The Normalized Burn Ratio (NBR) was defined to highlight areas that have burned and to index the severity of a burn using Landsat TM imagery. The formula for the NBR is very similar to that of NDVI except that it uses near-infrared band 4 and the short-wave infrared band 7:
The NBR equation was designed to be calcualted from reflectance, but it can be calculated from radiance and digital_number_(dn) with changes to the burn severity table below.
For a given area, NBR is calculated from an image just prior to the burn and a second NBR is calculated for an image immediately following the burn. Burn extent and severity is judged by taking the difference between these two index layers:
The meaning of the ∆NBR values can vary by scene, and interpretation in specific instances should always be based on some field assessment. However, the following table from the USGS FireMon program can be useful as a first approximation for interpreting the NBR difference:
ΔNBR Burn Severity Categories
|< -0.25||High post-fire regrowth|
|-0.25 to -0.1||Low post-fire regrowth|
|-0.1 to +0.1||Unburned|
|0.1 to 0.27||Low-severity burn|
|0.27 to 0.44||Moderate-low severity burn|
|0.44 to 0.66||Moderate-high severity burn|
|> 0.66||High-severity burn|
Typically, NBR and ΔNBR images are generated shortly after a fire burns to get an initial assessment of burn severity and to support field work. During the next growing season, NBR datasets are calculated again (called “extended assessments”) to assess vegetation survival and delayed mortality.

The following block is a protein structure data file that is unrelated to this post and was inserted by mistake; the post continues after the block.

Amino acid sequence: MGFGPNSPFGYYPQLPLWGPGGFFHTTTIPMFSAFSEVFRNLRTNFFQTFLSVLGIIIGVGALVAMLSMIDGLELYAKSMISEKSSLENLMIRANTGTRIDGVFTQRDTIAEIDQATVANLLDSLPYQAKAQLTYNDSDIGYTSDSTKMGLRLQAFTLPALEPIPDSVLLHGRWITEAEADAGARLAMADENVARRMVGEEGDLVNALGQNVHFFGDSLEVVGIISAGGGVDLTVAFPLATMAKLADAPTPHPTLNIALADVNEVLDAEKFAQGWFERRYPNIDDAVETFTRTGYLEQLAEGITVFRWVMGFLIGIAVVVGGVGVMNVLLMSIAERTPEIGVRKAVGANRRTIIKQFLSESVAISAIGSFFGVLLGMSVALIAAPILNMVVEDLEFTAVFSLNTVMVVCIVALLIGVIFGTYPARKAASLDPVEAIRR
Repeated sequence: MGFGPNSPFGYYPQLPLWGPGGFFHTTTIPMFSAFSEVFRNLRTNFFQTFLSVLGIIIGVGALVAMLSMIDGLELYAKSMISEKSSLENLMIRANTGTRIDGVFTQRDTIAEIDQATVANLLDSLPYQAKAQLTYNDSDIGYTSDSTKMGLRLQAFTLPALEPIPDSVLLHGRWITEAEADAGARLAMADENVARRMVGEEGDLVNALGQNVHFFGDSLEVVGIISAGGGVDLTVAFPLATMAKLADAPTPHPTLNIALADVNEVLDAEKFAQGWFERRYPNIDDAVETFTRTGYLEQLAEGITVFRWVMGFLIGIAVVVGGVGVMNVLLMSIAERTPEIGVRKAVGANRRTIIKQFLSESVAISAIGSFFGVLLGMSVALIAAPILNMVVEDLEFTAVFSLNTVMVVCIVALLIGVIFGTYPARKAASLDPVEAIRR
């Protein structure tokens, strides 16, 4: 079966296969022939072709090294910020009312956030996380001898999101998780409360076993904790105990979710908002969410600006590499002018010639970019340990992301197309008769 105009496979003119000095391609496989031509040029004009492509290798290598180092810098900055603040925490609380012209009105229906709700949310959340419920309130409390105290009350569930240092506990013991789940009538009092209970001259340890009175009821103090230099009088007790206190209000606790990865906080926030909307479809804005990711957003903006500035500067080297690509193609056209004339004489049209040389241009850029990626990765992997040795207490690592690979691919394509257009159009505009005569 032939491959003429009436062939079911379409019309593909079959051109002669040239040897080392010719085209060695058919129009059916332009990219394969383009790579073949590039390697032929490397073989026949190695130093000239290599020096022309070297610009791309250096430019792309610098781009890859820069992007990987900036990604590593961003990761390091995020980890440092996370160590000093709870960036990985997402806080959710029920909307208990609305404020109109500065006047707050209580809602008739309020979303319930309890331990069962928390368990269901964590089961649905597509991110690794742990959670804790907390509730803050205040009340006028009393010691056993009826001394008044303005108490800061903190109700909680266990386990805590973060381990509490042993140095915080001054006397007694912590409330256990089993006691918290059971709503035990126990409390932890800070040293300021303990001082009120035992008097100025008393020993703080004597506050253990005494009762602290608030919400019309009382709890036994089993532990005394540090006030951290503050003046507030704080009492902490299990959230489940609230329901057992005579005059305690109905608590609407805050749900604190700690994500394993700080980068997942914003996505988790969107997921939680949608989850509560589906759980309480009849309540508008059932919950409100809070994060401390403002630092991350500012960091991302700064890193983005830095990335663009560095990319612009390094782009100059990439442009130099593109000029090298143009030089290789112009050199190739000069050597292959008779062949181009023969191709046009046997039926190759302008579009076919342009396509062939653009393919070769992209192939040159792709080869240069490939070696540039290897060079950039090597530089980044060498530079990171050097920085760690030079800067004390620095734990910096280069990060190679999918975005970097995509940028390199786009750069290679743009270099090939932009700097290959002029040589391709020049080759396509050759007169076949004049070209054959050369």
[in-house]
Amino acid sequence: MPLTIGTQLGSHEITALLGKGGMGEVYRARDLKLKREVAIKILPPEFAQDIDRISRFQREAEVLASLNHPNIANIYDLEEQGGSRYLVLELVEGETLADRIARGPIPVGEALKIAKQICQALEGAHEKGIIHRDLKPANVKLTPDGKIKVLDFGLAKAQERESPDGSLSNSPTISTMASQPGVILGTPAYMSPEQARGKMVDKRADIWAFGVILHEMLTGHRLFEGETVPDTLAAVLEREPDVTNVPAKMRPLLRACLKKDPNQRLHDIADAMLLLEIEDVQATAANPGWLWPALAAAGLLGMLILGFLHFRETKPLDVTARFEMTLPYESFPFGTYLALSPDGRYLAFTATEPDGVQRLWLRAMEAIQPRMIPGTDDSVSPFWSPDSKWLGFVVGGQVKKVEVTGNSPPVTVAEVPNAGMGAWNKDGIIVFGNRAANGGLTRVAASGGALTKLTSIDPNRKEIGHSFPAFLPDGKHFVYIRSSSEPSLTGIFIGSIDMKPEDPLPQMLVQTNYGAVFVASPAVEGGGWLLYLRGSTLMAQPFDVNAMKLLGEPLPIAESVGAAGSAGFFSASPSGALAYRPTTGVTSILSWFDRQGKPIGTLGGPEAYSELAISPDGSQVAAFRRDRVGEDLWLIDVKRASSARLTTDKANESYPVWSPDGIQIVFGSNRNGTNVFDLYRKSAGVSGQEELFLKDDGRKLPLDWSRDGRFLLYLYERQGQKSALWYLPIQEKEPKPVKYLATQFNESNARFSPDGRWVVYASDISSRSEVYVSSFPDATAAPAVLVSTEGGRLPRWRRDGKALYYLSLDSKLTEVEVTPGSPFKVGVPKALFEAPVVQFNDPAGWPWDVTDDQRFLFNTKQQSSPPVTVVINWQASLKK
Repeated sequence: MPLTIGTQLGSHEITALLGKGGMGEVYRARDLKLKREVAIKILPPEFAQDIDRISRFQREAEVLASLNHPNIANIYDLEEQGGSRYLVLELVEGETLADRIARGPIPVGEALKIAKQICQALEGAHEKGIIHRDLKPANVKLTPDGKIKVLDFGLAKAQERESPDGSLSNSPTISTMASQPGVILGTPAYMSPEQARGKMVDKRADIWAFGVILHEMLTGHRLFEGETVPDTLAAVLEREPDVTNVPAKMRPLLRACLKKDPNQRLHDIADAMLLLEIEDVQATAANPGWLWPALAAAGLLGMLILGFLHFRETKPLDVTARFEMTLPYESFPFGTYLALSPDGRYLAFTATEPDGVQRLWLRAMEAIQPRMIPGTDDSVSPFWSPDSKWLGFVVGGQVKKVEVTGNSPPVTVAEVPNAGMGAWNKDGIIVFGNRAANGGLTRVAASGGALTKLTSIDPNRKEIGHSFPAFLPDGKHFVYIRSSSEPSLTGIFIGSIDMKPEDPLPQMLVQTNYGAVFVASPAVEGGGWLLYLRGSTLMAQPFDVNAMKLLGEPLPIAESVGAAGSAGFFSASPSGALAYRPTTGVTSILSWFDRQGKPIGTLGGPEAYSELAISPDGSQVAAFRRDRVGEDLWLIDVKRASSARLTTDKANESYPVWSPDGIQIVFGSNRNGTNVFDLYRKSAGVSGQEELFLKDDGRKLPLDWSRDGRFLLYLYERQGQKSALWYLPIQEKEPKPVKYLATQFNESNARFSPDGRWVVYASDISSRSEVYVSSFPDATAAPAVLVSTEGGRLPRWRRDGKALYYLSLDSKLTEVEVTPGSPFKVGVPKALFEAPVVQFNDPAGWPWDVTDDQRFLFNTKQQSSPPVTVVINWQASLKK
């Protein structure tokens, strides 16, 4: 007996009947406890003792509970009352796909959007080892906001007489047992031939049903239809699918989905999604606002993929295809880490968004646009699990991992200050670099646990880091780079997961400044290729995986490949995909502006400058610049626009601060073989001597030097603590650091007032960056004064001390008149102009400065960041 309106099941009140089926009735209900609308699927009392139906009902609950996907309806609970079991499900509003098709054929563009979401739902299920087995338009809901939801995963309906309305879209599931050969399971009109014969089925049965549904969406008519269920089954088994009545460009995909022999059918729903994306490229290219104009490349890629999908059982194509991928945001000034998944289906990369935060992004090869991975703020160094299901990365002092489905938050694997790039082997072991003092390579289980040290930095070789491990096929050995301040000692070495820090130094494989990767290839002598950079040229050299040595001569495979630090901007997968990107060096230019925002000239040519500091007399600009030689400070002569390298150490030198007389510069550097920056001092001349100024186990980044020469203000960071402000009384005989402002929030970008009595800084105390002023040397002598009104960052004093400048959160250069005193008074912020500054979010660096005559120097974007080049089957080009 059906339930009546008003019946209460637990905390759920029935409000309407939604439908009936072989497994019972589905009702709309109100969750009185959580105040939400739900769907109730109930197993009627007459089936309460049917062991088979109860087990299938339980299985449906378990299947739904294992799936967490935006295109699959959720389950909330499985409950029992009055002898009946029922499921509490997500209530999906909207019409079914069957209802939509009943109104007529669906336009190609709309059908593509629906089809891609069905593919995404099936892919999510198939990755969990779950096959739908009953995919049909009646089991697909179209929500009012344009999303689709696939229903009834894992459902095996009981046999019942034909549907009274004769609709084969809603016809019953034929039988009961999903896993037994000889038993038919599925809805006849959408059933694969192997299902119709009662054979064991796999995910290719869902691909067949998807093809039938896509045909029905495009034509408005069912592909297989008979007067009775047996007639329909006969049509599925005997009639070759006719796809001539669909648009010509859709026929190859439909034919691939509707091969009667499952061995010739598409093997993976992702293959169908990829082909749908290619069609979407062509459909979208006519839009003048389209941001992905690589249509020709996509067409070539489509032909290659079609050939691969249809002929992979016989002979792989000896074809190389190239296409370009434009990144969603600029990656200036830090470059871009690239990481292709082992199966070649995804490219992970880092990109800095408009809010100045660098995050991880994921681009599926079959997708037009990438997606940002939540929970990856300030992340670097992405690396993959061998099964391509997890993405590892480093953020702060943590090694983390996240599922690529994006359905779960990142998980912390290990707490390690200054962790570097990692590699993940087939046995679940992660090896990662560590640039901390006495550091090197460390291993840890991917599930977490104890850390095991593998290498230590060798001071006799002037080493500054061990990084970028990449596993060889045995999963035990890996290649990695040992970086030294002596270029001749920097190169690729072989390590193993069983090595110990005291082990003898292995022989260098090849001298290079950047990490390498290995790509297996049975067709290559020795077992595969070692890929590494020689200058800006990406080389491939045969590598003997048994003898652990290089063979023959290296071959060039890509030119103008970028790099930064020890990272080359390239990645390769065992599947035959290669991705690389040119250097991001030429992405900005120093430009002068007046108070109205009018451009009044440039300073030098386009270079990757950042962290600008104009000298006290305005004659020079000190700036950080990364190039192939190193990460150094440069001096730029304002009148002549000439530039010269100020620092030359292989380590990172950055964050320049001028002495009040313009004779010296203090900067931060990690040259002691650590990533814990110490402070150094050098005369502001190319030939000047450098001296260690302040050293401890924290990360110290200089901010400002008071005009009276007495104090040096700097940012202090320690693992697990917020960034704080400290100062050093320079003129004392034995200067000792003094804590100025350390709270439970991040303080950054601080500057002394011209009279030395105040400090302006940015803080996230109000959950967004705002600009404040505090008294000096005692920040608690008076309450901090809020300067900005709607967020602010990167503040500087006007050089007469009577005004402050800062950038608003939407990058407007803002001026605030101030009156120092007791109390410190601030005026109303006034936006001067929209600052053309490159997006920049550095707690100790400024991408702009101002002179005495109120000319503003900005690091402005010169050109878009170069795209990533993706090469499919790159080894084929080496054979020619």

The normalized burn ratio is a vegetation index and in form is a modification of the Normalized Difference Vegetation Index. The ΔNBR technique is a form of Change Detection. Other fire-related methods include fire anomaly mapping/detection and surface temperature mapping.
Applying the NBR algorithm to an image will yield an output image containing index values centered around zero. Because of the form of the NBR equation, output values are constrained to +/- 1. For ΔNBR, most output values will be between -1 and +1, but ΔNBR is not constrained to these values.
The NBR algorithm requires a short-wave infrared band, so its implementation is limited to those imaging platforms that have a short-wave band (e.g., Landsat, MODIS). Also, the ΔNBR technique is sensitive to phenological or vegetation/soil moisture conditions before and after the fire.
The Normalized Burn Ratio was designed to work with the short-wave and near infrared bands of the Landsat TM satellites. NBR can be calculated on any single image, but the ΔNBR will require two or more images. NBR can be calculated from DNs (i.e., 8-bit digital numbers [0 to 255]), radiance, or reflectance. The output values may be different for each input data types, and the burn severity values may need to be adjusted.
The Normalized Burn Ratio can be calculated in almost any image processing or GIS package that can process raster data. No specialized software or hardware is needed.
Example of normalized burn ratio from a fire at Camp Gurnsey, Wyoming in 2006. Note that this example is for illustration purposes only. The ΔNBR burn severity categories were taken directly from the FireMon cheatsheet and were not adjusted for the area. Additionally, the date difference between the two images is larger than is desirable for burn severity analysis and may be contributing the the over-prediction of low severity burn.
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